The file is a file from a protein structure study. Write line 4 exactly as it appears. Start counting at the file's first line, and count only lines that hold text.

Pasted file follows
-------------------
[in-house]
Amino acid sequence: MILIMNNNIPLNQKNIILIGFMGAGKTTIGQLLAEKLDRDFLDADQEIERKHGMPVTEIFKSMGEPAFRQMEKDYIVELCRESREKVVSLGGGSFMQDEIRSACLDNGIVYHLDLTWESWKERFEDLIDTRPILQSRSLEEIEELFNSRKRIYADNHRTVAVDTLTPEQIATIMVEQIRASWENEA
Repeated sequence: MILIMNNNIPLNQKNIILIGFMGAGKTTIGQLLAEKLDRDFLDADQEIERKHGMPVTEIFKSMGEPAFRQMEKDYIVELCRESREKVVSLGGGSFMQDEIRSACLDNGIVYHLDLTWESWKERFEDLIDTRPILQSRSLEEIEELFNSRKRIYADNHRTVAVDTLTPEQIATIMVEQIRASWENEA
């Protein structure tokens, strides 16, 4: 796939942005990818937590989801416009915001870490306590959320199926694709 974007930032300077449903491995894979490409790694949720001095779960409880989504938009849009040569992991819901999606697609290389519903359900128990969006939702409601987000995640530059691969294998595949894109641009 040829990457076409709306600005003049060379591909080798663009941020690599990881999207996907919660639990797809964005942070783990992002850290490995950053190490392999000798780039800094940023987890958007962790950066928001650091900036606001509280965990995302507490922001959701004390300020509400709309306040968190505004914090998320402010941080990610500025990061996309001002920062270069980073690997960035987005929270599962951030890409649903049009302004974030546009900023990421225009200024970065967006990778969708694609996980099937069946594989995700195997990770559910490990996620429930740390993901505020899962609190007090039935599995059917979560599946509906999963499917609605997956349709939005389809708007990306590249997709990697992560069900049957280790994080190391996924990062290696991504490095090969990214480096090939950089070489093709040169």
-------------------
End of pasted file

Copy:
């Protein structure tokens, strides 16, 4: 796939942005990818937590989801416009915001870490306590959320199926694709 974007930032300077449903491995894979490409790694949720001095779960409880989504938009849009040569992991819901999606697609290389519903359900128990969006939702409601987000995640530059691969294998595949894109641009 040829990457076409709306600005003049060379591909080798663009941020690599990881999207996907919660639990797809964005942070783990992002850290490995950053190490392999000798780039800094940023987890958007962790950066928001650091900036606001509280965990995302507490922001959701004390300020509400709309306040968190505004914090998320402010941080990610500025990061996309001002920062270069980073690997960035987005929270599962951030890409649903049009302004974030546009900023990421225009200024970065967006990778969708694609996980099937069946594989995700195997990770559910490990996620429930740390993901505020899962609190007090039935599995059917979560599946509906999963499917609605997956349709939005389809708007990306590249997709990697992560069900049957280790994080190391996924990062290696991504490095090969990214480096090939950089070489093709040169």